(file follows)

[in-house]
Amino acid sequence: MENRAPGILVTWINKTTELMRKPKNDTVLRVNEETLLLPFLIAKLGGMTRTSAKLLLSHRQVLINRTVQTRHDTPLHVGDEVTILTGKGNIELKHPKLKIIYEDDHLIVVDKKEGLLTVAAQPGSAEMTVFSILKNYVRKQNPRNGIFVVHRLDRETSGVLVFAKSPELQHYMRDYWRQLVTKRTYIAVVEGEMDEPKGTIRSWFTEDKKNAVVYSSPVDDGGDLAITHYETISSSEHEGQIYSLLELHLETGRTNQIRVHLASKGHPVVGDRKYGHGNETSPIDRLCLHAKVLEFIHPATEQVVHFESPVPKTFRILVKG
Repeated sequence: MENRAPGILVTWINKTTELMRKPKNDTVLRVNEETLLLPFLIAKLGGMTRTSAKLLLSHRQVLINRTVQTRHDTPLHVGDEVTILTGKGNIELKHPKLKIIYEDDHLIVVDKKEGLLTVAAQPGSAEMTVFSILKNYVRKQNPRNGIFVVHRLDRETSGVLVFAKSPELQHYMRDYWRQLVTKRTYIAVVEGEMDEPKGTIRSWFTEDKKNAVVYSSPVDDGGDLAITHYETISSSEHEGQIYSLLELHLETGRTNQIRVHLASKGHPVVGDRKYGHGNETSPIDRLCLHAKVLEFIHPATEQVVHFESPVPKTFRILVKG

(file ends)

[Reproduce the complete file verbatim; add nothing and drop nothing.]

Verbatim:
[in-house]
Amino acid sequence: MENRAPGILVTWINKTTELMRKPKNDTVLRVNEETLLLPFLIAKLGGMTRTSAKLLLSHRQVLINRTVQTRHDTPLHVGDEVTILTGKGNIELKHPKLKIIYEDDHLIVVDKKEGLLTVAAQPGSAEMTVFSILKNYVRKQNPRNGIFVVHRLDRETSGVLVFAKSPELQHYMRDYWRQLVTKRTYIAVVEGEMDEPKGTIRSWFTEDKKNAVVYSSPVDDGGDLAITHYETISSSEHEGQIYSLLELHLETGRTNQIRVHLASKGHPVVGDRKYGHGNETSPIDRLCLHAKVLEFIHPATEQVVHFESPVPKTFRILVKG
Repeated sequence: MENRAPGILVTWINKTTELMRKPKNDTVLRVNEETLLLPFLIAKLGGMTRTSAKLLLSHRQVLINRTVQTRHDTPLHVGDEVTILTGKGNIELKHPKLKIIYEDDHLIVVDKKEGLLTVAAQPGSAEMTVFSILKNYVRKQNPRNGIFVVHRLDRETSGVLVFAKSPELQHYMRDYWRQLVTKRTYIAVVEGEMDEPKGTIRSWFTEDKKNAVVYSSPVDDGGDLAITHYETISSSEHEGQIYSLLELHLETGRTNQIRVHLASKGHPVVGDRKYGHGNETSPIDRLCLHAKVLEFIHPATEQVVHFESPVPKTFRILVKG